(Rick Wilking / Reuters)

Published every weekday, the Switchboard highlights five tech policy stories you need to read.

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AT&T has approached DirecTV about possible acquisition. "A combination of AT&T with satellite-TV firm DirecTV would create a pay television giant close in size to where Comcast Corp. will be if it completes its pending acquisition of Time Warner Cable," according to the Wall Street Journal.

British spy chiefs secretly begged to play in NSA’s data pools. "GCHQ secretly coveted the NSA’s vast troves of private communications and sought 'unsupervised access' to its data as recently as last year," the Intercept reports.

A eulogy for Twitter. "Something is wrong on Twitter," write Adrienne LaFrance and Robinson Meyer in The Atlantic. "And people are noticing."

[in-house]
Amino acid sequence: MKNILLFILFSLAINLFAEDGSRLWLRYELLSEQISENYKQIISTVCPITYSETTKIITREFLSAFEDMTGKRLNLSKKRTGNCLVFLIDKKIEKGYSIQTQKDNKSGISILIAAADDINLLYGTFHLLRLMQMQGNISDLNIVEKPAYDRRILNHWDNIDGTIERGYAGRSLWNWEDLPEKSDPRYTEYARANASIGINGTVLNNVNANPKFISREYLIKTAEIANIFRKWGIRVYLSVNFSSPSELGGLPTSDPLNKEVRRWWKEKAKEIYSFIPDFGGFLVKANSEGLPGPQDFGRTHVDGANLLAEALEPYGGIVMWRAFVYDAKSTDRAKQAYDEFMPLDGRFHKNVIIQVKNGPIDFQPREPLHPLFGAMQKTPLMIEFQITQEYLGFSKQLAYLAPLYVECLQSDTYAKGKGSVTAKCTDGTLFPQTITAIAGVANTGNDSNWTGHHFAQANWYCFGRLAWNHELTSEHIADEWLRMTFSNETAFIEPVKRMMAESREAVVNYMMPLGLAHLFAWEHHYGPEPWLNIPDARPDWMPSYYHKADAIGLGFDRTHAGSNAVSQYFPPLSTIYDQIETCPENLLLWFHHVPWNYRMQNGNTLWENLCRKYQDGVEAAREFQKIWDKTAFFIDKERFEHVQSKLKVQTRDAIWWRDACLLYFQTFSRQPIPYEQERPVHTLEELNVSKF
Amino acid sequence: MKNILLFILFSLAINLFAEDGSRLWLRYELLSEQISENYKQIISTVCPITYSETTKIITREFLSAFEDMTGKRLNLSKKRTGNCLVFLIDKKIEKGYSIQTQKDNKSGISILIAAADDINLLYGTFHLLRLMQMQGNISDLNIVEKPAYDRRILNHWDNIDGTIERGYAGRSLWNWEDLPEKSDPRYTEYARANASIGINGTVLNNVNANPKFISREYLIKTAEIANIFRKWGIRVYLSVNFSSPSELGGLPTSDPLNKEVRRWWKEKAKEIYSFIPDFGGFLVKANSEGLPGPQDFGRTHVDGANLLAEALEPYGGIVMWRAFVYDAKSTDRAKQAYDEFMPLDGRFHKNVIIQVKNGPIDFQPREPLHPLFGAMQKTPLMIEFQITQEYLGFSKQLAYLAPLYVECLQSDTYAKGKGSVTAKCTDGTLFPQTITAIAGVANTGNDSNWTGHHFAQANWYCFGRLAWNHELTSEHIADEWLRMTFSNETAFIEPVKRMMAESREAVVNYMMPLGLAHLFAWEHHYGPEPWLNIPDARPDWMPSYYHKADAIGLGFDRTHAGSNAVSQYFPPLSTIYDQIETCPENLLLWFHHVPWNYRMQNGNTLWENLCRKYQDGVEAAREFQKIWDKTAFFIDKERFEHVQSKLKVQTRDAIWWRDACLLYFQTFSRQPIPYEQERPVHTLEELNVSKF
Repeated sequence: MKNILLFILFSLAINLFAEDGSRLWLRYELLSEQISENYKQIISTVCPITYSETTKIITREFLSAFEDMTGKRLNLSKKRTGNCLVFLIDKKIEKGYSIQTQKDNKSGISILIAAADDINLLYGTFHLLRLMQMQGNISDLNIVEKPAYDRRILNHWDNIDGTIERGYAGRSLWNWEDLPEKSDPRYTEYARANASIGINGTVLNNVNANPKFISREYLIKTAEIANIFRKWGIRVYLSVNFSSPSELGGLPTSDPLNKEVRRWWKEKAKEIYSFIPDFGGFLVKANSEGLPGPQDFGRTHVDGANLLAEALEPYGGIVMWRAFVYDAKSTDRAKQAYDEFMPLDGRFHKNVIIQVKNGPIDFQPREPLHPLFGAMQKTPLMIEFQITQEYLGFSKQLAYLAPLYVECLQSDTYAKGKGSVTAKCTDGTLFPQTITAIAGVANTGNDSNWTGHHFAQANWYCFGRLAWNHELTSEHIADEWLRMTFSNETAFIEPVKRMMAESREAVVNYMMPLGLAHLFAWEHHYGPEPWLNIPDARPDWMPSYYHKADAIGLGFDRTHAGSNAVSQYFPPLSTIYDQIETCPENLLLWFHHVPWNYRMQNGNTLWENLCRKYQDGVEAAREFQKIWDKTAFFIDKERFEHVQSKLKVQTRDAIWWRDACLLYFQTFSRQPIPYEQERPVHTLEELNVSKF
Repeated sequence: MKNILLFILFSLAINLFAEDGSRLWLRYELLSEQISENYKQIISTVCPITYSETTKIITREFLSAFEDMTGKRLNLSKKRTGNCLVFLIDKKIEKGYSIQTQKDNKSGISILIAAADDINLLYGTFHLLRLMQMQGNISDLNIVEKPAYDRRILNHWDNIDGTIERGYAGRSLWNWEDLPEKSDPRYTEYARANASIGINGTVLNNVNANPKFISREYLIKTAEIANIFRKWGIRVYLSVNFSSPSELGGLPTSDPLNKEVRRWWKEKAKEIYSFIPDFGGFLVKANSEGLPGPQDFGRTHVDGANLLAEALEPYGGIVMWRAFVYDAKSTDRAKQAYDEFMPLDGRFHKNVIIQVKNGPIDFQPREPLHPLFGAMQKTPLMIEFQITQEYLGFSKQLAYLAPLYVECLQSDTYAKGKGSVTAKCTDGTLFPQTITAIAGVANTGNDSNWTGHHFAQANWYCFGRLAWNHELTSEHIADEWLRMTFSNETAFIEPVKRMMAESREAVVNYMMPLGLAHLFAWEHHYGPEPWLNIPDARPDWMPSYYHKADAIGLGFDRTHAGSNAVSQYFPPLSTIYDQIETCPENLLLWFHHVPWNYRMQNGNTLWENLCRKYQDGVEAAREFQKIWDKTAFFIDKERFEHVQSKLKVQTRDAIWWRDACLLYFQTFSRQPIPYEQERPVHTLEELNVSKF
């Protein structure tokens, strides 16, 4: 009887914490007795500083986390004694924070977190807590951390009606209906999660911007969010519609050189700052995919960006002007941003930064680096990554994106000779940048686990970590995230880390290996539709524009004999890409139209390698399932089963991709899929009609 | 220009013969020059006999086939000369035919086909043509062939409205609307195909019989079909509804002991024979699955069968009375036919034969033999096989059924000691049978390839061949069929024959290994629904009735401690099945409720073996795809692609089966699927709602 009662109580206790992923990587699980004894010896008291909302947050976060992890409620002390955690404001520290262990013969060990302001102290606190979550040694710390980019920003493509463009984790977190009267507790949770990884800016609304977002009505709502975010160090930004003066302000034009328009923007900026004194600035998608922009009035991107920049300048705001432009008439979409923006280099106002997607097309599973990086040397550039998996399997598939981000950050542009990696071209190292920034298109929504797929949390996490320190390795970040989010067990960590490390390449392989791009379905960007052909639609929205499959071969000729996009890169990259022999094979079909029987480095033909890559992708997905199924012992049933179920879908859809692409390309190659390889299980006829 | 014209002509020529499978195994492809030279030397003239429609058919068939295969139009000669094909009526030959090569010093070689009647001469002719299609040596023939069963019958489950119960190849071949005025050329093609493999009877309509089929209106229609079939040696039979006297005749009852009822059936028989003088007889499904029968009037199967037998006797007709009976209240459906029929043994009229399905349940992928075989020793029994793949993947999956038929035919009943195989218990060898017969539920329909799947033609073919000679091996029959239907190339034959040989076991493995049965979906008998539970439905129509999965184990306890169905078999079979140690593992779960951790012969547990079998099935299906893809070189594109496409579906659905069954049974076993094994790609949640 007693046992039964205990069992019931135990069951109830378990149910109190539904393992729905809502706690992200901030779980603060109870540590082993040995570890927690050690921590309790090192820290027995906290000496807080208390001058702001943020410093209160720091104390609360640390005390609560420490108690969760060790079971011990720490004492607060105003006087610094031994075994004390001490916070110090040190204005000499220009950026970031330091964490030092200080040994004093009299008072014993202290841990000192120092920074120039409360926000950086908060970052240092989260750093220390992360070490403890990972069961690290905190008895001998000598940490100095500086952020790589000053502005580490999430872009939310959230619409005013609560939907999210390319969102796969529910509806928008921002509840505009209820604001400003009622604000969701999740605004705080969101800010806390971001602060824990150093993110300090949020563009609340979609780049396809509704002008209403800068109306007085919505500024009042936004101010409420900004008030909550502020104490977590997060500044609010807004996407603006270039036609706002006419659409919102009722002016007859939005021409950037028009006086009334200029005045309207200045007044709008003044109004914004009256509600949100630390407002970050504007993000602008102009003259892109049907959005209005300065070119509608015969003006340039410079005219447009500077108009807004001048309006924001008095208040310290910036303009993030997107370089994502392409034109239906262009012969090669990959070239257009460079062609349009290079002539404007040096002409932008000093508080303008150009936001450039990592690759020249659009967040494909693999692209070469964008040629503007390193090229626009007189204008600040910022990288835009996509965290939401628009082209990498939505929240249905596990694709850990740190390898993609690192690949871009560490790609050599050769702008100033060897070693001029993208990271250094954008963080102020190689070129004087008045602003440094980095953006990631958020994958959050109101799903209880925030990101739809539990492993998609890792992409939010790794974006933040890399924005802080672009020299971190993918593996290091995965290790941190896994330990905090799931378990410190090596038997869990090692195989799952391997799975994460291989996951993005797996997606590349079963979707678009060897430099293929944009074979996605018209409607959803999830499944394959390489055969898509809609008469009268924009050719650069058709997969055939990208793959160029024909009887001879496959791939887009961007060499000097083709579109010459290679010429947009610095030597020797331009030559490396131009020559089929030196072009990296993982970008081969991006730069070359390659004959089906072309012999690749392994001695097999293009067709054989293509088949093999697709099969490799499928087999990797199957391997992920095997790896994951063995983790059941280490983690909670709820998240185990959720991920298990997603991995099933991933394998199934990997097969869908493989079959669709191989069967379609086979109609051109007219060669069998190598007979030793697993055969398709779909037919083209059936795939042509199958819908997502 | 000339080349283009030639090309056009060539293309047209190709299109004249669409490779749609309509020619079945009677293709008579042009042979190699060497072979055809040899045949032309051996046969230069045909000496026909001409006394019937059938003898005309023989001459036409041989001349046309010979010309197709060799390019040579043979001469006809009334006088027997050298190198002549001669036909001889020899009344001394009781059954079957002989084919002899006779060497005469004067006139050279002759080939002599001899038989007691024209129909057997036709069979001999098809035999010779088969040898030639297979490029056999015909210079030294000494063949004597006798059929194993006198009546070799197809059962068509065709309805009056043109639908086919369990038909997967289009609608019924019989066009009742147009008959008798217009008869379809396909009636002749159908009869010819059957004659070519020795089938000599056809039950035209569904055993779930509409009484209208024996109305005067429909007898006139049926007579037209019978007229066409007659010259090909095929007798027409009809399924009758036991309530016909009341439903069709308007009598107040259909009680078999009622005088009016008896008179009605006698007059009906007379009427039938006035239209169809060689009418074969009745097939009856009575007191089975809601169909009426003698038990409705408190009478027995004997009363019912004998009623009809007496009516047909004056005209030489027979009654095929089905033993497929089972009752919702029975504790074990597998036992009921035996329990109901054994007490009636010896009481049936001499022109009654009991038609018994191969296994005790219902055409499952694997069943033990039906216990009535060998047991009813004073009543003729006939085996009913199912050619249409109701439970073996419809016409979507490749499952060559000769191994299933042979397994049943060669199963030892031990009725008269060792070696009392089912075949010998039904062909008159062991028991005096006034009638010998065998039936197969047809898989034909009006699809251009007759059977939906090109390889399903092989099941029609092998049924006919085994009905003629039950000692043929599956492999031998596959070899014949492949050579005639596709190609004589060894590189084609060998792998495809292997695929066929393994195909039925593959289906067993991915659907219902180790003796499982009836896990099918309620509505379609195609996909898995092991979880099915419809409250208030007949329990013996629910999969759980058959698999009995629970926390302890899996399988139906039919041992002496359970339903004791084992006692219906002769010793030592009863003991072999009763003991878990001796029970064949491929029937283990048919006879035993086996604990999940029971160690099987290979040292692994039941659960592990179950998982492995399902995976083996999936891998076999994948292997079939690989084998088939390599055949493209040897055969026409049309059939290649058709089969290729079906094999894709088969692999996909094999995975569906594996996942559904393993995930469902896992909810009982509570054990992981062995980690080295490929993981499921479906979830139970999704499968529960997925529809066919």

State laws that ban municipal Internet will be invalidated, FCC chair says. "Speaking at the Cable Show industry conference," reports Ars Technica, "Wheeler discussed how state governments have protected Internet providers from competing against cities and towns that build their own broadband networks."

Sprint said to plan T-Mobile bid in June or July. "Sprint Chief Financial Officer Joe Euteneuer and Treasurer Greg Block met with six banks to ensure the lenders would be ready with financing structures when Sprint decides to pursue a takeover," according to Bloomberg.